The $4.6B Business of The Social
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The enterprise software market has been fairly bubbling in recent months with new products to bring social and collaborative features into the workplace.
Why all the excitement? According to Forrester research, vendors large and small developing Web 2.0 products for the enterprise are chasing a market that will reach $4.6 billion globally by 2013. That figure represents an annual compound growth of 43 percent over the $764 million projected for 2008.
In summing the parts of Web 2.0 for the enterprise, the Forrester researchers considering seven technologies: blogs, wikis, podcasting, mashups, RSS, social networking and widgets.
Not surprisingly, the larger companies with distributed workforces are the ones investing most heavily in collaborative and social software applications. Smaller companies, where collaborating on a project with marketing or IT is often a matter of simply walking across the office, are the lowest proportional spenders on Web 2.0 applications for the enterprise. In arriving at its estimate of total spending, Forrester only considered companies with 1,000 or more employees.
Social networking figures to be the leading category in terms of spending through 2013. Forrester puts RSS as the second-biggest category this year, but looks ahead to mashups grabbing the No. 2 spot by 2013.
The roots of the trend are simple enough: The changing ways that people are interacting with information are not just a consumer phenomenon, according to Gartner analyst Jeffrey Mann.
"Like so many innovations today, consumers start using stuff productively in their private lives, then look for ways to use it at work too," Mann told InternetNews.com. "IM, desktop search, Web 2.0, the iPhone all have made this jump. Enterprise social software is next."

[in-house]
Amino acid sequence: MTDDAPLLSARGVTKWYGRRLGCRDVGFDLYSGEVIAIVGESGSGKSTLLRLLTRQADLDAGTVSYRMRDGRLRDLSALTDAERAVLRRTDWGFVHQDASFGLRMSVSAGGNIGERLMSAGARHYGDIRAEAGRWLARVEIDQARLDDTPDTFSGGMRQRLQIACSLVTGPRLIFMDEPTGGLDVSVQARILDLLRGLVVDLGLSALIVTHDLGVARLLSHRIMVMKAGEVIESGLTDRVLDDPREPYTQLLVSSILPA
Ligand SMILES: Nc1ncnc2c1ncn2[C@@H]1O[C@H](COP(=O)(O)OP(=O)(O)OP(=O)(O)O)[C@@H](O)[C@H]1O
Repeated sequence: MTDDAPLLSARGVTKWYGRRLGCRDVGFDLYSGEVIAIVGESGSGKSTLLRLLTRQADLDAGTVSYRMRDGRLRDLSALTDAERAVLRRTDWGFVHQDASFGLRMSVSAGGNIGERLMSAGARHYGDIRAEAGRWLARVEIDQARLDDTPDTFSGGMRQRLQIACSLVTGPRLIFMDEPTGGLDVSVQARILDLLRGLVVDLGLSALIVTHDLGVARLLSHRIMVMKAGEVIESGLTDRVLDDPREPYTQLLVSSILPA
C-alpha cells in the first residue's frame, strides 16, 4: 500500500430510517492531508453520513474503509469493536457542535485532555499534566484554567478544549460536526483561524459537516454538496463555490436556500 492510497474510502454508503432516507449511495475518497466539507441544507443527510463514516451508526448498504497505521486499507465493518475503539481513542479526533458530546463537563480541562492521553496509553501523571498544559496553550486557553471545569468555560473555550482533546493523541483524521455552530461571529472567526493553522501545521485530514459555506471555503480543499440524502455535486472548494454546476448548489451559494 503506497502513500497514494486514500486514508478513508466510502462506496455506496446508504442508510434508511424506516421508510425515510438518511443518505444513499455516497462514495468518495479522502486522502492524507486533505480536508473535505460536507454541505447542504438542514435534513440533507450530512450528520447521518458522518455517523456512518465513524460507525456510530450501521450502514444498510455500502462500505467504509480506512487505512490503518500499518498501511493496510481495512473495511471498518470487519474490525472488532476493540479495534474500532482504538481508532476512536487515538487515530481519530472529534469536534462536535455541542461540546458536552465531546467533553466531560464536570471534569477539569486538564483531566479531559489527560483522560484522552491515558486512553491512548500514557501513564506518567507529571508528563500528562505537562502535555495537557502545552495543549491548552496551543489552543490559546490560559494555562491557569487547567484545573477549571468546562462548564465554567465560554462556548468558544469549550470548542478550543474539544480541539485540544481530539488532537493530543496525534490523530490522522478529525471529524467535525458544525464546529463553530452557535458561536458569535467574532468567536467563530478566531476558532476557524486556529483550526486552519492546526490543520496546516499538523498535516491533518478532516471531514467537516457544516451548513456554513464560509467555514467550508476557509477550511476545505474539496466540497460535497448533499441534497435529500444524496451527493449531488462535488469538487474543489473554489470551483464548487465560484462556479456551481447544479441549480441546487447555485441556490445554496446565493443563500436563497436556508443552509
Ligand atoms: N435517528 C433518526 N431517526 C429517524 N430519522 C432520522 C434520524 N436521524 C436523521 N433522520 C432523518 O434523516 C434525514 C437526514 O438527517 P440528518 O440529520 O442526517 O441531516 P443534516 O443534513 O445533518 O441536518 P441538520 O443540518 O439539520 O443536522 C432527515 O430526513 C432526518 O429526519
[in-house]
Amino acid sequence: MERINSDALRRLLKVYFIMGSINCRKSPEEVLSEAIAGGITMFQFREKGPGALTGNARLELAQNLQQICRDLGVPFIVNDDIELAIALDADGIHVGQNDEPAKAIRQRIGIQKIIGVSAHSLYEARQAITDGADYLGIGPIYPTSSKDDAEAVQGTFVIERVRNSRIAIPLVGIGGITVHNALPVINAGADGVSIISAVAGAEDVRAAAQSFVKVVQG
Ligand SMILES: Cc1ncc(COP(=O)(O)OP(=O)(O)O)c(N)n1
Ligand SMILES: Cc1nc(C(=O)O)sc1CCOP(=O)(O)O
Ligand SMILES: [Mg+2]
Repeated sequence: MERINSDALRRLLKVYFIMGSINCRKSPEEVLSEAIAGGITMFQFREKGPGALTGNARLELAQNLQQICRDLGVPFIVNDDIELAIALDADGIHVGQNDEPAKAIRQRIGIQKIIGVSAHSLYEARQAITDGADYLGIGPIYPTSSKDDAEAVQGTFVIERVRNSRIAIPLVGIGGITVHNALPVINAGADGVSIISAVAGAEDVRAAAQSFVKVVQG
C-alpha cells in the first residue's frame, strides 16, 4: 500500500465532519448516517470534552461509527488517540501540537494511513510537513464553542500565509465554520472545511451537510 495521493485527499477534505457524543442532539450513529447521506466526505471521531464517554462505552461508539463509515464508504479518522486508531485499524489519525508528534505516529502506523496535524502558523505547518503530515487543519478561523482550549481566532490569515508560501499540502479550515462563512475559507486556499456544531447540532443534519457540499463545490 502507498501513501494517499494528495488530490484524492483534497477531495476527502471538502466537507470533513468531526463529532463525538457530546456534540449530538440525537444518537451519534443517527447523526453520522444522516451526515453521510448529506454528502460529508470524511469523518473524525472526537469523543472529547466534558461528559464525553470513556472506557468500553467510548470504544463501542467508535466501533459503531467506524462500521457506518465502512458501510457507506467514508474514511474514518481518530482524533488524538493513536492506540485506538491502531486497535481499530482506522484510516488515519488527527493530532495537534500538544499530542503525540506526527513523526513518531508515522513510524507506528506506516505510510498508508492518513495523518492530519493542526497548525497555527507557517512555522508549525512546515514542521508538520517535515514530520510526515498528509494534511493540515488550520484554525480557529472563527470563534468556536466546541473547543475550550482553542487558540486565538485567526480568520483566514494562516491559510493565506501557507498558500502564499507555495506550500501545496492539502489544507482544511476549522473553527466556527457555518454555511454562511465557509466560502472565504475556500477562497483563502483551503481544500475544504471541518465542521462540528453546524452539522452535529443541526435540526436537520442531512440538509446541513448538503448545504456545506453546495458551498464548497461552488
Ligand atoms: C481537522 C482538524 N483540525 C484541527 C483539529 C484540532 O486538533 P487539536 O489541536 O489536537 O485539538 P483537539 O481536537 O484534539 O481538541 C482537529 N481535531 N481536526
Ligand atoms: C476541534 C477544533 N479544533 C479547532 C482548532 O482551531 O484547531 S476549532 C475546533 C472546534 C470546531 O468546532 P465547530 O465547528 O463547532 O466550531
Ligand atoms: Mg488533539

Both Gartner and Forrester agree about that the phenomenon of introducing Web 2.0 tools into the workplace is a very real and growing trend. However, Gartner's most recent study on the market, offered a considerably more conservative estimate of the market.
Gartner predicted that the market would reach $707.7 million by 2011; Forrester estimates aggregate spending of $2.7 billion that year.
While the two studies measured roughly the same tools and technologies, Gartner's most recent market analysis was completed last July, suggesting that the market for enterprise 2.0 tools is growing rapidly enough that projections looking several years out are quickly regarded as too conservative.
Analysts at both firms admit that the term "Web 2.0" has been bloated with hype, and enterprise adoption will not gain traction until the productivity benefit is clear, but that process is already underway. With products such as Lotus Connections and its Mashup Center, IBM has recently been making some of the loudest moves in the space, but the marketplace is crowded already, with firms of all sizes jockeying for position -- from heavyweights like Microsoft (NASDAQ: MSFT) to niche players like Jive Software.
As for Forrester's take on defining the term Web 2.0, it's boiled down to this:
"A set of technologies and applications that enable efficient interaction among people, content and data in support of collectively fostering new businesses, technology offerings and social structures."
Admitting that Web 2.0 features are still in their infancy, the Forrester researchers noted that the technologies are moving steadily toward the mainstream, as older users come to understand and embrace them, and major media firms ink deals with Web 2.0 vendors to soup up their online properties with more interactive features.